By Marilyn Loser
Alamosa Arbor Week will be April 25 to May 1. This year the focus is on planting deciduous shade trees in four of our smaller parks: Diamond, Friends, Jardin Hermosa, and Zapata. The Alamosa Tree Board and Department of Parks and Recreation are hoping for donations of at least eight trees, two for each park. So far, at least two have been donated – one for Jardin Hermosa and one for Zapata. We need trees suitable for Alamosa from nurseries and garden centers that stock trees raised in environments as similar to ours as possible. We’re hoping to involve neighbor families in planting the trees.
Please consider donating a 1.5-inch or 2.0-inch caliper tree. Perhaps a group of neighbors could go in together. Either you can pick one out or you can order one using the “Donate a Park Tree: Alamosa Arbor Week 2010” form. The form is posted at www.AlamosaTrees.net. If you would like a form delivered to you or for questions, please contact me at 719.589.3295 or Marilyn@AlamosaTrees.net. Or you may contact Heinz Bergann, Director of Parks and Recreation, at 719.589.2105.
Ash varieties, fast growing and good for improving air quality, and hackberry, tough and drought resistant would be good in all parks. We suggest “Autumn Blaze” Maple and Bur Oak for the more protected parks, Diamond and Zapata. “New Horizon” Elm would be a good choice for the more exposed parks, Friends and Jardin Hermosa. “Autumn Blaze” Maple, as it name suggests, turns bright red in the fall; however, it prefers moist soil.
Bur Oak displays the wonderful lobed leaves associated with oaks but it hasn’t done well in exposed areas on the west side of Alamosa. “New Horizon” Elm is a relatively new cultivar that is resistant to Dutch Elm disease, doesn’t spew seeds like the Siberian Elm, and is resistant to branch breakage due to wind and snow. The elm in the playground of Jardin Hermosa, planted in 2008, seems to be doing well.
Every state and many countries celebrate Arbor Day or Arbor Week. In Alamosa we typically celebrate a little later than Colorado’s third Friday of April due to our cold climate. I’ve known some mid Aprils when the ground was still frozen several inches below the surface. It’s very difficult to dig a hole 2-3 times the width of the tree’s root ball with a shovel under these conditions! However, our Arbor Week includes America’s National Arbor Day, the last Friday in April.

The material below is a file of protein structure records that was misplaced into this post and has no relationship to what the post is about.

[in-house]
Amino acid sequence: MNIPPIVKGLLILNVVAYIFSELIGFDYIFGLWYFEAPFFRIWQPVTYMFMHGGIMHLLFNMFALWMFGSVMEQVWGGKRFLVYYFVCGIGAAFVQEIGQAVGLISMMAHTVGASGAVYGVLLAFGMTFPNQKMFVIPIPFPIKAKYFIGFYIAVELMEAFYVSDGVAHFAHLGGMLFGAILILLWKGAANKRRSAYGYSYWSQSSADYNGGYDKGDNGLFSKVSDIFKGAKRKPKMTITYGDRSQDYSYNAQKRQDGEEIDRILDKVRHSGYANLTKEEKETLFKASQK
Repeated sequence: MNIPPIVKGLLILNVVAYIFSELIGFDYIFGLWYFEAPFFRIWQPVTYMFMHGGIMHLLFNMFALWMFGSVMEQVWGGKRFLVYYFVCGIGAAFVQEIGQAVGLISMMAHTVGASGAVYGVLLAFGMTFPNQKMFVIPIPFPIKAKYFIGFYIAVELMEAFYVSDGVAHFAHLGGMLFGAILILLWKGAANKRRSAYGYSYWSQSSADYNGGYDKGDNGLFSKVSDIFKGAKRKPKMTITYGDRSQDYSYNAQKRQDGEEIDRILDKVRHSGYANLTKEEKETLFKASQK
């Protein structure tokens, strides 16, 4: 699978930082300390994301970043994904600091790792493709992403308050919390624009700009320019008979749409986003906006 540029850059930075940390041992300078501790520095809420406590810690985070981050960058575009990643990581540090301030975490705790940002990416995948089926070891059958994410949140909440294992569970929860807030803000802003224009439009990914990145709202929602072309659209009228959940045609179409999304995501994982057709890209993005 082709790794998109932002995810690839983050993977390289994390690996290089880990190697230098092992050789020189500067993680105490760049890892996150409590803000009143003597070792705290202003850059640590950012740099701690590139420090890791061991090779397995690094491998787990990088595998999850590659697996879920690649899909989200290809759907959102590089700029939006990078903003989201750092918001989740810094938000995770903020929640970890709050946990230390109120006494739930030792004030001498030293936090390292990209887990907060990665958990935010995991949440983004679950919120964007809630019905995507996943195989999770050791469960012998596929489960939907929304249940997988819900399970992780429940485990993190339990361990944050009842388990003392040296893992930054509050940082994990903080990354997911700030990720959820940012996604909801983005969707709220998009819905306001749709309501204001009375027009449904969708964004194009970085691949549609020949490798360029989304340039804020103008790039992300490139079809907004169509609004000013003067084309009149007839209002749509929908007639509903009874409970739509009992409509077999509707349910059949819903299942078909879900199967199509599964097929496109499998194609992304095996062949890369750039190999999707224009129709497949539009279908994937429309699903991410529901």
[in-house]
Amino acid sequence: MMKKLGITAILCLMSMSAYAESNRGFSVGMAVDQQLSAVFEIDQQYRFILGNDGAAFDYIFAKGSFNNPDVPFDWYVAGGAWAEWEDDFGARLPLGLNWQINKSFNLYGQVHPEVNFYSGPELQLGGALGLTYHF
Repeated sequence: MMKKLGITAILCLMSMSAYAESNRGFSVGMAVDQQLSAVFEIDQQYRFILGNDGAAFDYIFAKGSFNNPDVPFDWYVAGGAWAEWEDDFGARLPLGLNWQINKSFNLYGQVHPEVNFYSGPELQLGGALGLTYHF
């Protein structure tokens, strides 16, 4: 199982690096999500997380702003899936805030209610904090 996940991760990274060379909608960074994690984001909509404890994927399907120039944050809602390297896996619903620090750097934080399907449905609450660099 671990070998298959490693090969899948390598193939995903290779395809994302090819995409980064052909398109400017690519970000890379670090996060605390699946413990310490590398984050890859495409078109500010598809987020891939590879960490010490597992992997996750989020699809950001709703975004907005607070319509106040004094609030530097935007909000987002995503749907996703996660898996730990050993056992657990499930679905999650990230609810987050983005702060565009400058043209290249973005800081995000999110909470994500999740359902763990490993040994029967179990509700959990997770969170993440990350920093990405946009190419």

First celebrated by the state of Nebraska in 1872, the goal was to urge settlers to plant trees to provide “shade, shelter, fruit, fuel, and beauty” on the largely treeless plains. I generally think of Alamosa as being tree challenged, but was reminded of the dearth of trees on the plains when I traveled to southeastern Colorado to attend a Community Forest Conference in Springfield in February.
Korea has celebrated Arbor Day for 65 years each April and associates specific trees with specific dates. I tried to follow the link and see my birth date tree. Sadly, it was in Korean and I couldn’t find a translation. South Africa has celebrated for 27 years and focuses on planting indigenous trees especially in the barren, poorer areas. New Zealand started celebrating the occasion in 1890. Many stately trees in Auckland parks were planted about this time. However, when I was there in 2008, community foresters were very worried about the park trees compromised by an ongoing drought.
LEVEE MEETING. The city will host a public forum 6 pm, April 26, at the City Recreation Center. Residents living along the levee were mailed an invitational letter on March 17. The rest of the city will receive notification in April utility bills. Nathan Cherpeski, City Manager, invited the Army Corps of Engineers. City staff will give a brief presentation on the issues and then open it up for comments. We need to turn out folks! Let me know what you think at www.alamosatrees.net/blog.
“It is well that you should celebrate your Arbor Day thoughtfully, for within your lifetime the nation's need of trees will become serious. We of an older generation can get along with what we have, though with growing hardship; but in your full manhood and womanhood you will want what nature once so bountifully supplied and man so thoughtlessly destroyed; and because of that want you will reproach us, not for what we have used, but for what we have wasted.” Theodore Roosevelt